How is the “project design” being funded?

The Wildlife Conservation Board has funded this project under a State of California Prop. 68 Fish Passage grant (WC-1922DC) in the amount of $1.356M. The City and other partners, including Stillwater Sciences, SCCWRP, ASF, and FoLAR, are providing in-kind services as matching funds for the project. Future phases of the project will include 100% final design, permitting, and construction.

How will “implementation” of the project be funded?

The full cost to implement the project is currently unknown. The project proponents will work with the associated agencies and additional partners to identify funding to fully implement the project.

Who is responsible for operations and maintenance?

The project is being designed to be self-cleaning by mimicking natural stream morphology, with natural flushing of sediment through pool-riffle-run sequences. Habitat structures would be anchored in place to maintain channel stability and protection of existing infrastructures. Flood-related requirements must be met in order for the project to be constructed. The City, County, and USACE are discussing operations and maintenance roles and responsibilities for the project. Maintenance responsibilities would be similar to what they are now, which is minimal in this concrete-lined reach of the channel. However, future project maintenance costs, if any, would be funded through a cooperative agreement with the project partners.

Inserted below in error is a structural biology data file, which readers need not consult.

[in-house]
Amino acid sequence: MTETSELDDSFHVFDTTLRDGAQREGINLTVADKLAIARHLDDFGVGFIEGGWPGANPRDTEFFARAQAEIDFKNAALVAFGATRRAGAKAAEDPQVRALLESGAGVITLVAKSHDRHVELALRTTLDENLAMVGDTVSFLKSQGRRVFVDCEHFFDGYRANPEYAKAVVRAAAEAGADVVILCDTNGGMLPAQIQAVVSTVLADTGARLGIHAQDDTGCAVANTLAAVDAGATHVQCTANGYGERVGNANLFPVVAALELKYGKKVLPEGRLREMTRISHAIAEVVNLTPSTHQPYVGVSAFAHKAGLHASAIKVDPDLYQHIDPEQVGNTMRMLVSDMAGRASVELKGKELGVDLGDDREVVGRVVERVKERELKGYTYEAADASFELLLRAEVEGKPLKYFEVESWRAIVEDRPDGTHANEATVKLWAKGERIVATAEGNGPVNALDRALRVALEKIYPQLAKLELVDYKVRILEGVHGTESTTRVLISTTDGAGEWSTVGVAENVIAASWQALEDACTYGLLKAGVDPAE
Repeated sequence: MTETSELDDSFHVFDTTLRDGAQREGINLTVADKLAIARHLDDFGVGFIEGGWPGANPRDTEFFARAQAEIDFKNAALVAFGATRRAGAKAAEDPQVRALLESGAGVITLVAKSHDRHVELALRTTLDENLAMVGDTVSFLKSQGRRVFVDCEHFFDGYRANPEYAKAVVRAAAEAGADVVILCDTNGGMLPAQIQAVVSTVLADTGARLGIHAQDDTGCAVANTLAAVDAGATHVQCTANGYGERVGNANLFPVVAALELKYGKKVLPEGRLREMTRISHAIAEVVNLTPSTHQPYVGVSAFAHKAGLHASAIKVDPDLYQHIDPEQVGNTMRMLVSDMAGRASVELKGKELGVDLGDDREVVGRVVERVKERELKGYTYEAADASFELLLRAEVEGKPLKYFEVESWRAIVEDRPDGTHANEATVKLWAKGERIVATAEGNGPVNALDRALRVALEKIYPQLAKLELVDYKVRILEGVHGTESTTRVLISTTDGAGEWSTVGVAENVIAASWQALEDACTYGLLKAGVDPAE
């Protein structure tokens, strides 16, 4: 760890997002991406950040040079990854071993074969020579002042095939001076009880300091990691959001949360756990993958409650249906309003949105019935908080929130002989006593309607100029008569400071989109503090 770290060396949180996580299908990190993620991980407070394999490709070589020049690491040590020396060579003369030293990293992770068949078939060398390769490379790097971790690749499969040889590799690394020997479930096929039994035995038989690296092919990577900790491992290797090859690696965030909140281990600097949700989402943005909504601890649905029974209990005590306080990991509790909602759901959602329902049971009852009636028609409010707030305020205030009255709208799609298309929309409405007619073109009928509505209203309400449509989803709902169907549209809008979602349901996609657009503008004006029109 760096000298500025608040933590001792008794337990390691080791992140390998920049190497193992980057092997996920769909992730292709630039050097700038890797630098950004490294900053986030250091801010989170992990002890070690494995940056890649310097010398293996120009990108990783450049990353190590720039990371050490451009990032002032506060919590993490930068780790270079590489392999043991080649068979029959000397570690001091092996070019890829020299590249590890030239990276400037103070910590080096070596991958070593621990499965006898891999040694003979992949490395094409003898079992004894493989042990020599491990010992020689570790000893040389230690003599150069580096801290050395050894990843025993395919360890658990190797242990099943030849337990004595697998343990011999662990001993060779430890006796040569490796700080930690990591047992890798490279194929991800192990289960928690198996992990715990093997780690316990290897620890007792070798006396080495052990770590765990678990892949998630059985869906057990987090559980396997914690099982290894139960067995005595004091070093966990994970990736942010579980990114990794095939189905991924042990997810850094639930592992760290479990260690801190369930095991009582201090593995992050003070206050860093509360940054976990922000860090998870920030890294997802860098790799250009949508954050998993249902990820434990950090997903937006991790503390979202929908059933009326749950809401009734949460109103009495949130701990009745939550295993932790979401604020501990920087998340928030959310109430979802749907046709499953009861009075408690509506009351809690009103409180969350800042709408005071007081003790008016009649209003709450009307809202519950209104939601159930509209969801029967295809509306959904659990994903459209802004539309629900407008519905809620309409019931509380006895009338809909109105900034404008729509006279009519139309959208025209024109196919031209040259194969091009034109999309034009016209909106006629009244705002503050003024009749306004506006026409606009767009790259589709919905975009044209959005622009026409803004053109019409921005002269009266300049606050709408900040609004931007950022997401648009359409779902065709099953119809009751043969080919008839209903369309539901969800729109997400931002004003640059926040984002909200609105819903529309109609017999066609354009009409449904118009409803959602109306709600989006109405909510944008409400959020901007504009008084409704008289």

What type of monitoring is required?

Monitoring includes assessment of structural stability of the structures, biological surveys (specific to steelhead and other native fish as well as invasive species), and physical habitat conditions.

Water Supply Priorities

Does the project impact water supplies?

No. The LAR FPHS project is consistent with the California State Water Resources Control Board (SWRCB)’s LA River Environmental Flows Study (EFS) that is currently underway. As project partner, SCCWRP is working on the modeling and steelhead/rainbow trout species criteria for the LA River in collaboration with Stillwater Sciences. Steelhead are one of many target species considered in SCCWRP’s hydrologic and hydraulic modeling for the LA River. Since the LAR FPHS project is focused on migratory periods, meaning when steelhead move at the tail-end of a winter storm, no additional water is needed to support migration. LA Department of Water and Power, among other water utilities, is involved in the study to address integrated water management objectives (water quality, water reuse, recycling, and other water supply/management objectives). The design does include low-flow conditions for fish to move upstream and downstream. These flows are also consistent with the SWRCB LA River EFS.